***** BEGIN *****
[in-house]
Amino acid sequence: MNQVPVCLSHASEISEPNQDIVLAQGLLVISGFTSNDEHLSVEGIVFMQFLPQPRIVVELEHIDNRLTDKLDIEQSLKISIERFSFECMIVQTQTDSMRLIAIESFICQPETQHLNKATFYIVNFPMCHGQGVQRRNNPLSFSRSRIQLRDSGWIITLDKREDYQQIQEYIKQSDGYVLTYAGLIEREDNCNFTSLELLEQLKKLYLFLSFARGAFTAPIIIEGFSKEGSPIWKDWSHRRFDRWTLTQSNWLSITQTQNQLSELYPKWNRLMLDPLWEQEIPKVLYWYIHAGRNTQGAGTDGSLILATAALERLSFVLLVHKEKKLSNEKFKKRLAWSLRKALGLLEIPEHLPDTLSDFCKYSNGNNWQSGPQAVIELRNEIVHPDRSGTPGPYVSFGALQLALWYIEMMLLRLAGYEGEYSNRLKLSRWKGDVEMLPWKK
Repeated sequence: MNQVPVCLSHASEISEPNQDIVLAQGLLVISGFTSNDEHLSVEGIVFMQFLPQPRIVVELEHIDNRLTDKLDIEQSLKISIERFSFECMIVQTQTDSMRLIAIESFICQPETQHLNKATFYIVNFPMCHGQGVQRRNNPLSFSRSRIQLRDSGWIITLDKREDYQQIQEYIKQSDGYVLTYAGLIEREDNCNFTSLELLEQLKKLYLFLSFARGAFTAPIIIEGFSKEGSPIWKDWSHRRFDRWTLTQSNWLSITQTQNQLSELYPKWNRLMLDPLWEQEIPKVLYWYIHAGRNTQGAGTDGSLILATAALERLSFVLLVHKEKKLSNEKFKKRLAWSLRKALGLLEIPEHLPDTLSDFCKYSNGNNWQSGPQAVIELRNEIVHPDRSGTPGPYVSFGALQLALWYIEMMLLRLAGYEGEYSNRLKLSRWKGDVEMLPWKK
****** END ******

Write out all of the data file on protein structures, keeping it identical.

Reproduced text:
[in-house]
Amino acid sequence: MNQVPVCLSHASEISEPNQDIVLAQGLLVISGFTSNDEHLSVEGIVFMQFLPQPRIVVELEHIDNRLTDKLDIEQSLKISIERFSFECMIVQTQTDSMRLIAIESFICQPETQHLNKATFYIVNFPMCHGQGVQRRNNPLSFSRSRIQLRDSGWIITLDKREDYQQIQEYIKQSDGYVLTYAGLIEREDNCNFTSLELLEQLKKLYLFLSFARGAFTAPIIIEGFSKEGSPIWKDWSHRRFDRWTLTQSNWLSITQTQNQLSELYPKWNRLMLDPLWEQEIPKVLYWYIHAGRNTQGAGTDGSLILATAALERLSFVLLVHKEKKLSNEKFKKRLAWSLRKALGLLEIPEHLPDTLSDFCKYSNGNNWQSGPQAVIELRNEIVHPDRSGTPGPYVSFGALQLALWYIEMMLLRLAGYEGEYSNRLKLSRWKGDVEMLPWKK
Repeated sequence: MNQVPVCLSHASEISEPNQDIVLAQGLLVISGFTSNDEHLSVEGIVFMQFLPQPRIVVELEHIDNRLTDKLDIEQSLKISIERFSFECMIVQTQTDSMRLIAIESFICQPETQHLNKATFYIVNFPMCHGQGVQRRNNPLSFSRSRIQLRDSGWIITLDKREDYQQIQEYIKQSDGYVLTYAGLIEREDNCNFTSLELLEQLKKLYLFLSFARGAFTAPIIIEGFSKEGSPIWKDWSHRRFDRWTLTQSNWLSITQTQNQLSELYPKWNRLMLDPLWEQEIPKVLYWYIHAGRNTQGAGTDGSLILATAALERLSFVLLVHKEKKLSNEKFKKRLAWSLRKALGLLEIPEHLPDTLSDFCKYSNGNNWQSGPQAVIELRNEIVHPDRSGTPGPYVSFGALQLALWYIEMMLLRLAGYEGEYSNRLKLSRWKGDVEMLPWKK